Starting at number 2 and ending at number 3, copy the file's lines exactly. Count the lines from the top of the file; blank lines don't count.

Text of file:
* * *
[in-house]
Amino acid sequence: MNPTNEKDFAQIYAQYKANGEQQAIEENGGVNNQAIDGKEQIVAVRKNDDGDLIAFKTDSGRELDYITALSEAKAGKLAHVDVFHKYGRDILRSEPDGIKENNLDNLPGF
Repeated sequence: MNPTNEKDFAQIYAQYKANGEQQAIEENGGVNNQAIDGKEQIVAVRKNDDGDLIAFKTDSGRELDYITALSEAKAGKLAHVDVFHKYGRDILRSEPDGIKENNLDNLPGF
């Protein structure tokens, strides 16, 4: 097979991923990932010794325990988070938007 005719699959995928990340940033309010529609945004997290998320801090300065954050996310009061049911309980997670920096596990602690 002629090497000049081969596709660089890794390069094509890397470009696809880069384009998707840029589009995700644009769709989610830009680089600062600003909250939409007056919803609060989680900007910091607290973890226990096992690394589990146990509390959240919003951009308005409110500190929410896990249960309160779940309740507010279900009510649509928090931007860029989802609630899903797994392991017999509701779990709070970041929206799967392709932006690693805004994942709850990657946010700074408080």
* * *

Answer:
Amino acid sequence: MNPTNEKDFAQIYAQYKANGEQQAIEENGGVNNQAIDGKEQIVAVRKNDDGDLIAFKTDSGRELDYITALSEAKAGKLAHVDVFHKYGRDILRSEPDGIKENNLDNLPGF
Repeated sequence: MNPTNEKDFAQIYAQYKANGEQQAIEENGGVNNQAIDGKEQIVAVRKNDDGDLIAFKTDSGRELDYITALSEAKAGKLAHVDVFHKYGRDILRSEPDGIKENNLDNLPGF